A Post-Election Reflection: Experiencing Election Day On-Campus
As of the time I am writing this blog post, former Vice President Joe Biden has been declared the winner of the United States presidential election. It took a few days (although it felt like an eternity!) for the major networks to call the race, but there at least seems to be some more certainty in the world now than there was just a few weeks ago. It's easy to forget that we are all living through a very confusing period of time—and that it's OK to not always be OK. The academic and social expectations that are placed on high school and college students alike can be overwhelming even in the best of times. And the addition of a hotly-contested presidential election can only mean one thing: more stress in students' lives.
There's no question that tensions are still running high across the country, but fortunately Election Day in Hanover went quite smoothly — and in the days since the election, I have been quite impressed with my fellow students' patience in waiting for the final results to be announced. Hanover is a unique place since its culture, economy, politics, and everything else about cannot be separated from Dartmouth. The College has a dominant presence in what would otherwise be a rural, sparsely-populated, and not-particularly-memorable New England town.
And that brings me to my next point: despite all of the stress and uncertainty that this past election has brought to students' lives, the election also offered many reasons to be optimistic about the future. I, for one, was truly inspired by what I witnessed at 7:30 EST on November 3rd. Hundreds of people — students, faculty, and members of the general Hanover community — waiting patiently outside Leverone Field House on a cold morning. They stood six feet apart, masked, and with a few extra layers to keep warm in the below-freezing temperatures. While I had already voted early, I still wanted to pass by Leverone to see what the Election Day turnout would be. I've included some pictures below.
The Dartmouth, the student-run newspaper here at Dartmouth College, has done some great reporting before, during, and after the election on student engagement/participation. They have also interviewed Dartmouth faculty, who have provided much insight into political polling, the results of local and federal races, and policy implications for college students and the country more broadly. (I would encourage anyone reading this to check out their election-related work on their website!) Anyway, experiencing the electoral process on-campus has felt more like a marathon (rather than a sprint) ever since the start of the term. From voter registration drives offered by the Student Assembly and presidential debate watch parties hosted by the Rockefeller Center, the College Democrats, and others — to my own decision to vote early at Hanover Town Hall a few weeks ago, the months-long election process has really shown me that students have an important role to play in promoting civic engagement. While the student body at the College may be relatively small, students here recognize that their vote (no matter which candidate they support) can hold a lot of weight in New Hampshire, a classic swing state.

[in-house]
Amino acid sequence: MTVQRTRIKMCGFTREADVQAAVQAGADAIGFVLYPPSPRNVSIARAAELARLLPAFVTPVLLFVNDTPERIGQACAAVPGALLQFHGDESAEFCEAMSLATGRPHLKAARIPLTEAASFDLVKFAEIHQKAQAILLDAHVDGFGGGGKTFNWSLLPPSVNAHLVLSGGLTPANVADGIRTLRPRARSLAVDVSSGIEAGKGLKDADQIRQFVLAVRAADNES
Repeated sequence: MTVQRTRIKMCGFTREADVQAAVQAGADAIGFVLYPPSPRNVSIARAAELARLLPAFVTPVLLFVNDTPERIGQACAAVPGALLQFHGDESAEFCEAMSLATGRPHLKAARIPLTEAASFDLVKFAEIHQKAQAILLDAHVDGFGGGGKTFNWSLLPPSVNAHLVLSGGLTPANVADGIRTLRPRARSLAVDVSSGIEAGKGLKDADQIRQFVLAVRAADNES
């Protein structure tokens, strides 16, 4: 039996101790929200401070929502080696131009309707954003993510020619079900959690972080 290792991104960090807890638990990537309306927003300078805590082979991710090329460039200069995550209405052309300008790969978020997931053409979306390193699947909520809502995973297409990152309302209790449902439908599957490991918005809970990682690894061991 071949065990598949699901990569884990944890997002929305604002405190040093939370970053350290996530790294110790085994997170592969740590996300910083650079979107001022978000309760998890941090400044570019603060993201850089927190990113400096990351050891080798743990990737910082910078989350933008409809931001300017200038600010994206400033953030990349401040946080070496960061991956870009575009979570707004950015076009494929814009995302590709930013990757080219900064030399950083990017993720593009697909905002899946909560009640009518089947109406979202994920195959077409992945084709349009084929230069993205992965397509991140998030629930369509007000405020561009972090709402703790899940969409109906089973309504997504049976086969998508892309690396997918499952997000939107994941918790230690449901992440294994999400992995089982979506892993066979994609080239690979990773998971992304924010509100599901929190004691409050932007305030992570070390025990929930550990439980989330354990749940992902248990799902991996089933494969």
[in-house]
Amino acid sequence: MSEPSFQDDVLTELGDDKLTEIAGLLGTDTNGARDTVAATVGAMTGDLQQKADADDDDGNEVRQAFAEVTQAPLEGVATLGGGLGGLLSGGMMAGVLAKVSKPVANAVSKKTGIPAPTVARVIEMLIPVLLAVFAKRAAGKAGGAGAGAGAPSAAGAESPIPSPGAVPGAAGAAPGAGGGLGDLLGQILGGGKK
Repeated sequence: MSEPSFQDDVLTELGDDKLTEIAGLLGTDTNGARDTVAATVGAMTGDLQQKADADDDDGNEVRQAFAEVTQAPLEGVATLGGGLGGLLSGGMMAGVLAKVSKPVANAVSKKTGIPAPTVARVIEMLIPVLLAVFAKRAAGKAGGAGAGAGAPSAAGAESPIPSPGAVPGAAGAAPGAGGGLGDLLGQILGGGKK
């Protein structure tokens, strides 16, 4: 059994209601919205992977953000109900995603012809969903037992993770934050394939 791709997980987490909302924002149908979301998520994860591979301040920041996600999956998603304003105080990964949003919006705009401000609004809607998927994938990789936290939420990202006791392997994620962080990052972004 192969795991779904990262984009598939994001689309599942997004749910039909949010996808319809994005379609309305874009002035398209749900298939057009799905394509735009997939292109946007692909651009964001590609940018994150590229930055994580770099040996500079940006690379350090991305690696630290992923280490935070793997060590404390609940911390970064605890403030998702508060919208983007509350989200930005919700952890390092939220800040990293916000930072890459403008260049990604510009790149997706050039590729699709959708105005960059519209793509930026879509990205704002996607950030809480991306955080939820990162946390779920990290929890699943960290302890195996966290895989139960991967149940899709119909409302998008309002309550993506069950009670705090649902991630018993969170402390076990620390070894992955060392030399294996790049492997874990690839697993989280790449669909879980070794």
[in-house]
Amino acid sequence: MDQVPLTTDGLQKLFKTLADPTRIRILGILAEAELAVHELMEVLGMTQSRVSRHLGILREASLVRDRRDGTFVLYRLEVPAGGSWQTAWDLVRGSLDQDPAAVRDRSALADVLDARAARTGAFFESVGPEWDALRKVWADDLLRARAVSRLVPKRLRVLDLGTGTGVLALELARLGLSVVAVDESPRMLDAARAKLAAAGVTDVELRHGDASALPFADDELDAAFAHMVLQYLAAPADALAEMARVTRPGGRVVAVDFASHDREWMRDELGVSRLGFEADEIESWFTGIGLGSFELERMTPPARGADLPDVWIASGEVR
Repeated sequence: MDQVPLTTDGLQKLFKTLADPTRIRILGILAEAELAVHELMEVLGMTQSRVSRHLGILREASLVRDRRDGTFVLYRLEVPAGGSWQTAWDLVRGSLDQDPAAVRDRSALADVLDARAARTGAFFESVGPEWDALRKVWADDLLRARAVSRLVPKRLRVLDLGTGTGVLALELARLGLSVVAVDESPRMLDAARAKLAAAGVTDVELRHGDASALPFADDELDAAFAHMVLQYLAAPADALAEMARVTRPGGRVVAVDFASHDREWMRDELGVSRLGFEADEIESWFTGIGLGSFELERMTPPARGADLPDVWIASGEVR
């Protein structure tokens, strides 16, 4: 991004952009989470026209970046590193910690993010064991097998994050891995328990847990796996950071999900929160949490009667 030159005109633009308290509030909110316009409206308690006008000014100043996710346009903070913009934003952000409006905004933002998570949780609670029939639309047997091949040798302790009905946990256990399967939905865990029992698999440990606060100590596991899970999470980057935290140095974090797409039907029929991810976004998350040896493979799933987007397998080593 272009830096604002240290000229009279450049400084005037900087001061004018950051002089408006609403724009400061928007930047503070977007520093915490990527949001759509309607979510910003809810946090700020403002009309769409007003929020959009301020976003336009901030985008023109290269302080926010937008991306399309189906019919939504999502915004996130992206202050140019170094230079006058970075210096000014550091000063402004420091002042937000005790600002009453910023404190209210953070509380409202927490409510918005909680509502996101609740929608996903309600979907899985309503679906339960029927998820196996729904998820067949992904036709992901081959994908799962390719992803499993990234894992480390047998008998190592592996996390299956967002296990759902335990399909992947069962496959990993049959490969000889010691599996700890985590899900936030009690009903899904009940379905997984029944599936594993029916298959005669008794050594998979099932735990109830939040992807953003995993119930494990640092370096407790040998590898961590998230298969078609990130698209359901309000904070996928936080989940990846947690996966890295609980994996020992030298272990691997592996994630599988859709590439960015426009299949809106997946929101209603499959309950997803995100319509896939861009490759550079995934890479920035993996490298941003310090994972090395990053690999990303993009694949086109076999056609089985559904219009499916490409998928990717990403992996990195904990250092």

Personally, I had to "unplug" somewhat since election night. I don't think it's mentally (or physically) healthy to watch CNN or ABC all night long as millions of votes are counted. That said, the fact that the election results did take longer than they normally would to be announced speaks to something else that is inspiring: despite the ongoing pandemic and the need to rely on absentee/mail voting to avoid Election Day crowding, more Americans have voted in this election than in any previous one! So, the fact that it took a little longer for all of the votes to be counted is a sign that the electoral process is working. While some students (myself included) were disappointed that on-campus election night watch parties ended inconclusively, we can't forget that ultimately, the process worked and voters' voices (in Hanover, New York, and everywhere else in the United States) were heard.
Going forward, I am confident that the Dartmouth community will continue to be a civically-engaged one. I don't know when the next time a well-known politician will come to campus will be, but if I'm being honest, political stump speeches don't mean as much as people actually voting. The crowds of people that I saw outside on Tuesday morning — a sight that I'd never seen before — remind me that there are many people out there who still believe in the importance of voting.
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This fall, I've had the opportunity to study abroad at University College London (UCL) through an economics exchange program. Soaking up a new culture in the bustling UK capital, I've learned a lot—not only about economics, but also about myself.